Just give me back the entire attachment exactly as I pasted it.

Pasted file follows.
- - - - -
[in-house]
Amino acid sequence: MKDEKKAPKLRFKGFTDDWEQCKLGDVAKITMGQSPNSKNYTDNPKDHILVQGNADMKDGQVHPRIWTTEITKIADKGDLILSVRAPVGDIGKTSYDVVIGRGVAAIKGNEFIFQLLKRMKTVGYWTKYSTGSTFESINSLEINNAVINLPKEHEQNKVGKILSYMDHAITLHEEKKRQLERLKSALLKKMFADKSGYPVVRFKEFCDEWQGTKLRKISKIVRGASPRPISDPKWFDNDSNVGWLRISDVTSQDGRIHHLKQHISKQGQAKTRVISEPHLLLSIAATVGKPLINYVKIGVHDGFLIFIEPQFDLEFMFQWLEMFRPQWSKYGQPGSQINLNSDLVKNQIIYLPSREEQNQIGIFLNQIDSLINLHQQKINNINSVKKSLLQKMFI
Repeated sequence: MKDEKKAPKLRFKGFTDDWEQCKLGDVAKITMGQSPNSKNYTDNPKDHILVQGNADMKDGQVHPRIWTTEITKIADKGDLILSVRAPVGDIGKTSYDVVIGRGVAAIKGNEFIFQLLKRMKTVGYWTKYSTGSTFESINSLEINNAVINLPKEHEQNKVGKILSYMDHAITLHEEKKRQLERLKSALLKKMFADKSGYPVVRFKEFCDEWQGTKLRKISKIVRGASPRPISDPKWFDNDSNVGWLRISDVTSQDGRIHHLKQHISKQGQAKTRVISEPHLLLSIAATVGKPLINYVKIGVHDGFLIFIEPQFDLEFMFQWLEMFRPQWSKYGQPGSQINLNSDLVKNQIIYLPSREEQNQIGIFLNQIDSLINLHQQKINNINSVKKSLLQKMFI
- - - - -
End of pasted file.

[in-house]
Amino acid sequence: MKDEKKAPKLRFKGFTDDWEQCKLGDVAKITMGQSPNSKNYTDNPKDHILVQGNADMKDGQVHPRIWTTEITKIADKGDLILSVRAPVGDIGKTSYDVVIGRGVAAIKGNEFIFQLLKRMKTVGYWTKYSTGSTFESINSLEINNAVINLPKEHEQNKVGKILSYMDHAITLHEEKKRQLERLKSALLKKMFADKSGYPVVRFKEFCDEWQGTKLRKISKIVRGASPRPISDPKWFDNDSNVGWLRISDVTSQDGRIHHLKQHISKQGQAKTRVISEPHLLLSIAATVGKPLINYVKIGVHDGFLIFIEPQFDLEFMFQWLEMFRPQWSKYGQPGSQINLNSDLVKNQIIYLPSREEQNQIGIFLNQIDSLINLHQQKINNINSVKKSLLQKMFI
Repeated sequence: MKDEKKAPKLRFKGFTDDWEQCKLGDVAKITMGQSPNSKNYTDNPKDHILVQGNADMKDGQVHPRIWTTEITKIADKGDLILSVRAPVGDIGKTSYDVVIGRGVAAIKGNEFIFQLLKRMKTVGYWTKYSTGSTFESINSLEINNAVINLPKEHEQNKVGKILSYMDHAITLHEEKKRQLERLKSALLKKMFADKSGYPVVRFKEFCDEWQGTKLRKISKIVRGASPRPISDPKWFDNDSNVGWLRISDVTSQDGRIHHLKQHISKQGQAKTRVISEPHLLLSIAATVGKPLINYVKIGVHDGFLIFIEPQFDLEFMFQWLEMFRPQWSKYGQPGSQINLNSDLVKNQIIYLPSREEQNQIGIFLNQIDSLINLHQQKINNINSVKKSLLQKMFI